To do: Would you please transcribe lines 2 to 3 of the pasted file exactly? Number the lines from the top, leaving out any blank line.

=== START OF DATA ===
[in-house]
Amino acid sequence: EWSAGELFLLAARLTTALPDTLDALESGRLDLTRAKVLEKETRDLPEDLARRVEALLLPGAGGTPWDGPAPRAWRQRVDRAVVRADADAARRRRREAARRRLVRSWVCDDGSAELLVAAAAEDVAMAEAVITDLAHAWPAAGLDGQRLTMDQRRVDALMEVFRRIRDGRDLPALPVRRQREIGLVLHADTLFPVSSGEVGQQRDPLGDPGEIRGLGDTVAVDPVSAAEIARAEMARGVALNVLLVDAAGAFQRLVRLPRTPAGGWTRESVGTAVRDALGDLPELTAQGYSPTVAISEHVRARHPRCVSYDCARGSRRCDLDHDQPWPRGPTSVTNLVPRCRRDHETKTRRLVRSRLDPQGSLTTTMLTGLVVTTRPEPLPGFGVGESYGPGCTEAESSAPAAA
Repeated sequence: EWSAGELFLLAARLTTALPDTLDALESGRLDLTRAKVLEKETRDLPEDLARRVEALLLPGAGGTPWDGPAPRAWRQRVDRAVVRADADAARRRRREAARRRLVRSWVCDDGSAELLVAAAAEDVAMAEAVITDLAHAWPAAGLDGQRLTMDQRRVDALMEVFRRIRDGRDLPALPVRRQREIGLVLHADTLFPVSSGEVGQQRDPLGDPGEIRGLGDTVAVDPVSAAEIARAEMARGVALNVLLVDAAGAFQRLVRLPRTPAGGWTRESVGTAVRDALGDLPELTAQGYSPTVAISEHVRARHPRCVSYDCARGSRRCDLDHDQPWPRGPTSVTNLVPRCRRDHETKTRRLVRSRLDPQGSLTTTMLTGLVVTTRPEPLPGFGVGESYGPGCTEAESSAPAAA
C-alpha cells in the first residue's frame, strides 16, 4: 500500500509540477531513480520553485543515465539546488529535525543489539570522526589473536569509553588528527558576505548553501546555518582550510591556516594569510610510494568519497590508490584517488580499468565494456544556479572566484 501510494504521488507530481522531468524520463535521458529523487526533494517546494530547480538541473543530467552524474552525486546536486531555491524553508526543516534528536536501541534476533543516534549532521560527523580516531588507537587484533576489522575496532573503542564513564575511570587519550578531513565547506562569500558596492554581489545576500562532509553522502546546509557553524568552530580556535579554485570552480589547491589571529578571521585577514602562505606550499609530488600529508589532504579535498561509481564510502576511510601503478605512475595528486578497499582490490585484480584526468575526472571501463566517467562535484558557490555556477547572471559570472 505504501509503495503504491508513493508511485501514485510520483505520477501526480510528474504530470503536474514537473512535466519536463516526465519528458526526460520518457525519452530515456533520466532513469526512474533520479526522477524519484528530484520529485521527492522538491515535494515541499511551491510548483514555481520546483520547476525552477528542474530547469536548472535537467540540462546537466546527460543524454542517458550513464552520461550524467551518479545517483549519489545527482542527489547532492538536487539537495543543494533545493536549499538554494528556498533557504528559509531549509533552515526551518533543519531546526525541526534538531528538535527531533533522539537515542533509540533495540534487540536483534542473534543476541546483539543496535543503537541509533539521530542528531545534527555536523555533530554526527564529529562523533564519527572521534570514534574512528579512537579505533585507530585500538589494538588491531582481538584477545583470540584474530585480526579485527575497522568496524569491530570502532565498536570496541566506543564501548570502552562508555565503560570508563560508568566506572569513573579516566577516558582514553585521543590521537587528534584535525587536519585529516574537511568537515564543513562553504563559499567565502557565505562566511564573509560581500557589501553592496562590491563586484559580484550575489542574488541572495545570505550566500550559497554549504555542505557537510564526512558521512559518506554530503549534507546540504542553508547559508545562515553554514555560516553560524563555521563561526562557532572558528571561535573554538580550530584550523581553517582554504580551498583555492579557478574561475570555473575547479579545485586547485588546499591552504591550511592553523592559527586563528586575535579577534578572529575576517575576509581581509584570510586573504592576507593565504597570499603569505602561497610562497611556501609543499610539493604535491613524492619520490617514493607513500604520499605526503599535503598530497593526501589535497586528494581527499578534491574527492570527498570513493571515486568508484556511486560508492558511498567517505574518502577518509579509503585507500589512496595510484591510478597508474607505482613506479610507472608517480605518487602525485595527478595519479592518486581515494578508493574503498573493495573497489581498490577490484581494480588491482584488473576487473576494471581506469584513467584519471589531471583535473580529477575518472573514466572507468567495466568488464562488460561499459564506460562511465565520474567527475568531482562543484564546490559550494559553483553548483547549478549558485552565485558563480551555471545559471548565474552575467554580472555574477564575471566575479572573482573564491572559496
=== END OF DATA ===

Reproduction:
Amino acid sequence: EWSAGELFLLAARLTTALPDTLDALESGRLDLTRAKVLEKETRDLPEDLARRVEALLLPGAGGTPWDGPAPRAWRQRVDRAVVRADADAARRRRREAARRRLVRSWVCDDGSAELLVAAAAEDVAMAEAVITDLAHAWPAAGLDGQRLTMDQRRVDALMEVFRRIRDGRDLPALPVRRQREIGLVLHADTLFPVSSGEVGQQRDPLGDPGEIRGLGDTVAVDPVSAAEIARAEMARGVALNVLLVDAAGAFQRLVRLPRTPAGGWTRESVGTAVRDALGDLPELTAQGYSPTVAISEHVRARHPRCVSYDCARGSRRCDLDHDQPWPRGPTSVTNLVPRCRRDHETKTRRLVRSRLDPQGSLTTTMLTGLVVTTRPEPLPGFGVGESYGPGCTEAESSAPAAA
Repeated sequence: EWSAGELFLLAARLTTALPDTLDALESGRLDLTRAKVLEKETRDLPEDLARRVEALLLPGAGGTPWDGPAPRAWRQRVDRAVVRADADAARRRRREAARRRLVRSWVCDDGSAELLVAAAAEDVAMAEAVITDLAHAWPAAGLDGQRLTMDQRRVDALMEVFRRIRDGRDLPALPVRRQREIGLVLHADTLFPVSSGEVGQQRDPLGDPGEIRGLGDTVAVDPVSAAEIARAEMARGVALNVLLVDAAGAFQRLVRLPRTPAGGWTRESVGTAVRDALGDLPELTAQGYSPTVAISEHVRARHPRCVSYDCARGSRRCDLDHDQPWPRGPTSVTNLVPRCRRDHETKTRRLVRSRLDPQGSLTTTMLTGLVVTTRPEPLPGFGVGESYGPGCTEAESSAPAAA